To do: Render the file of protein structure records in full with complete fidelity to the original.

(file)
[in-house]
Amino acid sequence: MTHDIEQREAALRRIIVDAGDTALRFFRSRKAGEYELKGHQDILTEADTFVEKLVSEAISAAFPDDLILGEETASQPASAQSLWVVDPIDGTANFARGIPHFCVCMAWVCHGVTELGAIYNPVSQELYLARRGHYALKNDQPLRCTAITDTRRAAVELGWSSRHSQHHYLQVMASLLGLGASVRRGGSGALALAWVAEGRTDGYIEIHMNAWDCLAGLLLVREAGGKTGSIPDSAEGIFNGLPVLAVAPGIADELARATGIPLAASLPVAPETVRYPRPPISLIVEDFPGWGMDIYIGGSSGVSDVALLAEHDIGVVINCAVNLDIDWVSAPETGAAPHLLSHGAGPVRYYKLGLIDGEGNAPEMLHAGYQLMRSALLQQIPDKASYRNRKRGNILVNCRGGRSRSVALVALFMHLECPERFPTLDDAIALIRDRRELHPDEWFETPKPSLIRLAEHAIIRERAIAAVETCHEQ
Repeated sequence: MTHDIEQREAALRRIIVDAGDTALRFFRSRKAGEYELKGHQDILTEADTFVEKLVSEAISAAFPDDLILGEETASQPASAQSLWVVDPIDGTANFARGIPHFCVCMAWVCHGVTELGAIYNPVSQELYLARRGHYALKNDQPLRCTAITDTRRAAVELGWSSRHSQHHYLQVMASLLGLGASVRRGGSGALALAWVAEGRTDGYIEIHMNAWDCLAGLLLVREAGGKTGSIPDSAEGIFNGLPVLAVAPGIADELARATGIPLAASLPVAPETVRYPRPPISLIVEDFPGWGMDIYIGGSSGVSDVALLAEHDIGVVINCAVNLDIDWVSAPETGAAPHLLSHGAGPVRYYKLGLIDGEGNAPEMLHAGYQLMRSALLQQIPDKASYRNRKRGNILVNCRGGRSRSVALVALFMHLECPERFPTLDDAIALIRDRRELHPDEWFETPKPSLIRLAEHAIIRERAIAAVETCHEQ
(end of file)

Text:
[in-house]
Amino acid sequence: MTHDIEQREAALRRIIVDAGDTALRFFRSRKAGEYELKGHQDILTEADTFVEKLVSEAISAAFPDDLILGEETASQPASAQSLWVVDPIDGTANFARGIPHFCVCMAWVCHGVTELGAIYNPVSQELYLARRGHYALKNDQPLRCTAITDTRRAAVELGWSSRHSQHHYLQVMASLLGLGASVRRGGSGALALAWVAEGRTDGYIEIHMNAWDCLAGLLLVREAGGKTGSIPDSAEGIFNGLPVLAVAPGIADELARATGIPLAASLPVAPETVRYPRPPISLIVEDFPGWGMDIYIGGSSGVSDVALLAEHDIGVVINCAVNLDIDWVSAPETGAAPHLLSHGAGPVRYYKLGLIDGEGNAPEMLHAGYQLMRSALLQQIPDKASYRNRKRGNILVNCRGGRSRSVALVALFMHLECPERFPTLDDAIALIRDRRELHPDEWFETPKPSLIRLAEHAIIRERAIAAVETCHEQ
Repeated sequence: MTHDIEQREAALRRIIVDAGDTALRFFRSRKAGEYELKGHQDILTEADTFVEKLVSEAISAAFPDDLILGEETASQPASAQSLWVVDPIDGTANFARGIPHFCVCMAWVCHGVTELGAIYNPVSQELYLARRGHYALKNDQPLRCTAITDTRRAAVELGWSSRHSQHHYLQVMASLLGLGASVRRGGSGALALAWVAEGRTDGYIEIHMNAWDCLAGLLLVREAGGKTGSIPDSAEGIFNGLPVLAVAPGIADELARATGIPLAASLPVAPETVRYPRPPISLIVEDFPGWGMDIYIGGSSGVSDVALLAEHDIGVVINCAVNLDIDWVSAPETGAAPHLLSHGAGPVRYYKLGLIDGEGNAPEMLHAGYQLMRSALLQQIPDKASYRNRKRGNILVNCRGGRSRSVALVALFMHLECPERFPTLDDAIALIRDRRELHPDEWFETPKPSLIRLAEHAIIRERAIAAVETCHEQ